Earlier this year I took a closer look again at the Zyxel GS1900-8 switch. Last time I mainly looked at the firmware itself, however this time I took a closer look at a different vector to test this device.

Based on an educated guess I started poking around the LLDP pages on the web interface. LLDP is a layer 2 network protocol described in IEEE 802.1AB. It is used for neighbor discovery and for exchanging information between LLDP-capable systems on the same physical network.

Each LLDP frame consists of four required TLVs and zero or more optional TLVs. TLVs are type-length-value structures, sometimes also named “fields”. Each value part of a TLV can be up to 512 octects, or bytes.

Most managed switches have some way of sending and receiving LLDP frames and it’s pretty handy to figure out what physical port switch A is connected to on switch B, among other things. This information is stored in the required fields.

In addition four required TLVs, there are some optional TLVs which you can provide. These tend to be “free form” fields which con be used for a system name, system description and a few others…see where I’m going with this?

Depending on the web interface of a particular switch you can send it up to 512 bytes of arbitrary for it to interpret and render.


Let’s cut to the chase, using lldpcli on a system directly connected to this switch I was able to trivially inject a cross-site scripting (XSS) payload:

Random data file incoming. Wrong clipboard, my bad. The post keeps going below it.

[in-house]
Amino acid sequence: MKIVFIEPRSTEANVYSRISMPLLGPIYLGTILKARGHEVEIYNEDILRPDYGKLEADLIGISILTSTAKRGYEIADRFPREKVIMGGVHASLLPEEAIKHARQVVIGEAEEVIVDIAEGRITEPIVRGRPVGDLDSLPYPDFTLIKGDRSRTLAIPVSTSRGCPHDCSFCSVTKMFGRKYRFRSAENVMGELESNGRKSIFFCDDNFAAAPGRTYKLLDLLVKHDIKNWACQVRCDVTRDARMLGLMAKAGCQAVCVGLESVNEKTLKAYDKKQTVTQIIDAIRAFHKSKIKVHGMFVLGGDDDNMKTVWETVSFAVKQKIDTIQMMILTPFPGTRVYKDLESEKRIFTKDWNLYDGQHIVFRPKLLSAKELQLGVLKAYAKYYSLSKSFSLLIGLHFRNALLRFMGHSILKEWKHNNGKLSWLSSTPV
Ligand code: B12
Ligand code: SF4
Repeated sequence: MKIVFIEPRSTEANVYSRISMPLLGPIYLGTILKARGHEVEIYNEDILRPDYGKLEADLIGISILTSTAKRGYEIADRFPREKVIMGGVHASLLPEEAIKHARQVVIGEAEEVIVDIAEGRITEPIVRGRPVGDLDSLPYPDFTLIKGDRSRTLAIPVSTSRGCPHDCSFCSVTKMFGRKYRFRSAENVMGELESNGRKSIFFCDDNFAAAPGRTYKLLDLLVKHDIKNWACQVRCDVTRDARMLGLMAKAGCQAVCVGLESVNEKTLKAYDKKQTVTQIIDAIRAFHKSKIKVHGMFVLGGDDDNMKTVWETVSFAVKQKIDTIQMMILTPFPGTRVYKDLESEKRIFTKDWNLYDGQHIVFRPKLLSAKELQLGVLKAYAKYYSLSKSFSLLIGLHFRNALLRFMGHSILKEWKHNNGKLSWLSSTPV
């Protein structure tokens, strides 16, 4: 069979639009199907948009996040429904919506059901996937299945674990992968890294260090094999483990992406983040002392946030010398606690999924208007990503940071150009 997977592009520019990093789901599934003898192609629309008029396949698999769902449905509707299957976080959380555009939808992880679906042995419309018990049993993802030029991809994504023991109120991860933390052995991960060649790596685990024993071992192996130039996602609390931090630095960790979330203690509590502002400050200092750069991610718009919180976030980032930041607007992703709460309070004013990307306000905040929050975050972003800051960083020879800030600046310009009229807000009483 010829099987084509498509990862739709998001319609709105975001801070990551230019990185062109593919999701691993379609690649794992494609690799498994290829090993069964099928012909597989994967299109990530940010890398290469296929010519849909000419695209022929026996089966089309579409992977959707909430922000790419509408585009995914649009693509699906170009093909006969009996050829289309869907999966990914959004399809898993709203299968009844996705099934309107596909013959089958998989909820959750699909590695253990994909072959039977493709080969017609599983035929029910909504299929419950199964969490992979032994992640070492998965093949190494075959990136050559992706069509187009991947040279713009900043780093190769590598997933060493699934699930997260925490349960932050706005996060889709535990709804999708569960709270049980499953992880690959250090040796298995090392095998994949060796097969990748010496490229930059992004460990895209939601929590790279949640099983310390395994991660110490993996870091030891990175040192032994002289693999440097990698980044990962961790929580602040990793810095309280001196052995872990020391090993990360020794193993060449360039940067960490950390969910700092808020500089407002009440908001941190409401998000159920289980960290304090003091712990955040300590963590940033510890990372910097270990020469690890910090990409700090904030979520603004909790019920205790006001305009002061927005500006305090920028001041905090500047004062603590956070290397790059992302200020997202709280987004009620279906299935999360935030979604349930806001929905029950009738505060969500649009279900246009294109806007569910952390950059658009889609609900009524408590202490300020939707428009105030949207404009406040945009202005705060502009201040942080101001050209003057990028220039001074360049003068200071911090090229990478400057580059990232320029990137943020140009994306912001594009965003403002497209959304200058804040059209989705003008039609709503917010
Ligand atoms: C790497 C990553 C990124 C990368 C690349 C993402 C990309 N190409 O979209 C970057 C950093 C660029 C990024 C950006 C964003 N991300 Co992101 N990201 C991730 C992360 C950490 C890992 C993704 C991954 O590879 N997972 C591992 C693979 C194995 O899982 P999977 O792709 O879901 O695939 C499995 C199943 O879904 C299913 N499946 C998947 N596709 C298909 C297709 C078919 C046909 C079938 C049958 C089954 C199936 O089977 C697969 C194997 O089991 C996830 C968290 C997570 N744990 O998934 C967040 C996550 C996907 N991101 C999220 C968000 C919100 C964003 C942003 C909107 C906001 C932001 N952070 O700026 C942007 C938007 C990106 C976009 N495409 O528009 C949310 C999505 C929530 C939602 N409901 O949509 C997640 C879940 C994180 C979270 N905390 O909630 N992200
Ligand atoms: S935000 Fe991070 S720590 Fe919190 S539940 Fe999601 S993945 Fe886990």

[lldpcli] # configure system description <a\ href="#"\ onclick="alert('pwnie')">test</a>
[lldpcli] # update

Note that we only have to escape whitespace here. On switch this can be triggered by navigating to Monitor -> LLDP -> Remote information -> select a magnifying glass.

and then clicking the rendered link:


This does require either an enticing link text or some other social engineering magic to get an administrator to click the click, but you get the gist. Further exploitation does require bypassing the strict Content Security Policy which is set by the webserver…this is not something you see a lot on this type of devices! But given the fact you have a multiple of 512 bytes per displayed TLV, there’s plenty of room for experimentation. If anything, this demonstrates that LLDP is a valid attack vector for performing XSS attacks, and YMMV depending on the device you’re dealing with.

I’ve tested a few similar SMB/SOHO managed switches and most of them lack the CSP headers, but they do require some more String.fromCharCode() fu to bypass some filters.


The LLDP issue was reported to Zyxel in March and has been fixed with firmware updates which are released today. The issue was assigned CVE-2021-35030. While the actual PoC isn’t all that spectacular, it does show that LLDP is in interesting attack vector that some vendors have overlooked.